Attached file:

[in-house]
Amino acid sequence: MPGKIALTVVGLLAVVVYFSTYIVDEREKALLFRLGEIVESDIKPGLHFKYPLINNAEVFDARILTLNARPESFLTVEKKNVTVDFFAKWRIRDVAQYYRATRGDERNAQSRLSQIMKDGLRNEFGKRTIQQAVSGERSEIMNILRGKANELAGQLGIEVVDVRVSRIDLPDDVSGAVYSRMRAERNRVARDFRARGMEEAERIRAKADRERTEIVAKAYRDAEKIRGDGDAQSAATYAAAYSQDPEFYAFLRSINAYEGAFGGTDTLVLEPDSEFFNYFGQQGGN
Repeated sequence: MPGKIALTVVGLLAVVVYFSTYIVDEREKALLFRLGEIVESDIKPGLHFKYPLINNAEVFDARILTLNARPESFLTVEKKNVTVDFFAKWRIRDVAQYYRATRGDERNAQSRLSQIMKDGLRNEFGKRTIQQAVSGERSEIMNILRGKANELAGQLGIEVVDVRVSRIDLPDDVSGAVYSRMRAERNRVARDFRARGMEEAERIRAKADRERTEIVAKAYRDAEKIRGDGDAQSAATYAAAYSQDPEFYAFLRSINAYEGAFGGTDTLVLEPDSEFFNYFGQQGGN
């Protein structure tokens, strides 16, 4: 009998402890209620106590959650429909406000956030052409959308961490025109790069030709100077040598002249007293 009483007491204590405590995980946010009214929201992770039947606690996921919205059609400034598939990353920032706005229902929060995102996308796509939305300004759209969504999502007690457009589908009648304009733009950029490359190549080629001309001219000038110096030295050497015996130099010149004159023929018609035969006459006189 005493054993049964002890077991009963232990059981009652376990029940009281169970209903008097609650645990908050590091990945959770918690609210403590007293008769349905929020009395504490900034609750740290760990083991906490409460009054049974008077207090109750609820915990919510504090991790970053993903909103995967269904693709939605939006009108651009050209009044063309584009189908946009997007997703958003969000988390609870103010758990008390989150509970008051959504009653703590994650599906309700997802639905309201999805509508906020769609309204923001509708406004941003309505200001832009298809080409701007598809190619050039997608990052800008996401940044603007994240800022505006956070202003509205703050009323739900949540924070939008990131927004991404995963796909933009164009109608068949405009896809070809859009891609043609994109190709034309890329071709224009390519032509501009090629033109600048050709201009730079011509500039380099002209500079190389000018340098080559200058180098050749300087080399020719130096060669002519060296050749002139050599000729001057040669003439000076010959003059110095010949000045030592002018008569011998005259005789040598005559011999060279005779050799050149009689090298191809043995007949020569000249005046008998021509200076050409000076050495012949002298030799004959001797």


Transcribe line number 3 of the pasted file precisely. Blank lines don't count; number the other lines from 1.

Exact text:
Repeated sequence: MPGKIALTVVGLLAVVVYFSTYIVDEREKALLFRLGEIVESDIKPGLHFKYPLINNAEVFDARILTLNARPESFLTVEKKNVTVDFFAKWRIRDVAQYYRATRGDERNAQSRLSQIMKDGLRNEFGKRTIQQAVSGERSEIMNILRGKANELAGQLGIEVVDVRVSRIDLPDDVSGAVYSRMRAERNRVARDFRARGMEEAERIRAKADRERTEIVAKAYRDAEKIRGDGDAQSAATYAAAYSQDPEFYAFLRSINAYEGAFGGTDTLVLEPDSEFFNYFGQQGGN